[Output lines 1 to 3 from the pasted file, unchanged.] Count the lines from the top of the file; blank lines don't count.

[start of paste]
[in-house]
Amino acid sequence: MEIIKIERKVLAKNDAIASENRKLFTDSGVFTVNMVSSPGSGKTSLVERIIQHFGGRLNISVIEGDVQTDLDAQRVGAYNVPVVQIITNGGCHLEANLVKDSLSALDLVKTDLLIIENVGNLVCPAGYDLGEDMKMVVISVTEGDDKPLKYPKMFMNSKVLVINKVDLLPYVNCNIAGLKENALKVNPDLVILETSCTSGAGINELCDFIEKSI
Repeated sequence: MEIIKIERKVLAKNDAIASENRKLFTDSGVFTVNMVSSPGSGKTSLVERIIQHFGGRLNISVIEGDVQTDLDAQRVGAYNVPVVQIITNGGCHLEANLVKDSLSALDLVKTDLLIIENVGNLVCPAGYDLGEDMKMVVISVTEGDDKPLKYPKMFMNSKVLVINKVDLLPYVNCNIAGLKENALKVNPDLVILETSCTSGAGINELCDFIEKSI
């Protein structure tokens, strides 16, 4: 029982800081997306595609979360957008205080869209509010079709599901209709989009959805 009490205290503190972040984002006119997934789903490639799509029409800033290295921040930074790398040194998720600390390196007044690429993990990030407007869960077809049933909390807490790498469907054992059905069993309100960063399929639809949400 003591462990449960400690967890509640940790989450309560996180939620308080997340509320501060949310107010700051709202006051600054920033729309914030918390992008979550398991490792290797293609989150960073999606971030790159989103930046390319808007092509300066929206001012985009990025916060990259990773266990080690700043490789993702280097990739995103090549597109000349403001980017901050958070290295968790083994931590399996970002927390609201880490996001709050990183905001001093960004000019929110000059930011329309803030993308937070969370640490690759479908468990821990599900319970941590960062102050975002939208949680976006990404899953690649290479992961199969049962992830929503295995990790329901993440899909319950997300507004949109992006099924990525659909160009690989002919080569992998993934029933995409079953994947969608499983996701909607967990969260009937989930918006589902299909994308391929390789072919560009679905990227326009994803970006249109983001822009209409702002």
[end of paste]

[in-house]
Amino acid sequence: MEIIKIERKVLAKNDAIASENRKLFTDSGVFTVNMVSSPGSGKTSLVERIIQHFGGRLNISVIEGDVQTDLDAQRVGAYNVPVVQIITNGGCHLEANLVKDSLSALDLVKTDLLIIENVGNLVCPAGYDLGEDMKMVVISVTEGDDKPLKYPKMFMNSKVLVINKVDLLPYVNCNIAGLKENALKVNPDLVILETSCTSGAGINELCDFIEKSI
Repeated sequence: MEIIKIERKVLAKNDAIASENRKLFTDSGVFTVNMVSSPGSGKTSLVERIIQHFGGRLNISVIEGDVQTDLDAQRVGAYNVPVVQIITNGGCHLEANLVKDSLSALDLVKTDLLIIENVGNLVCPAGYDLGEDMKMVVISVTEGDDKPLKYPKMFMNSKVLVINKVDLLPYVNCNIAGLKENALKVNPDLVILETSCTSGAGINELCDFIEKSI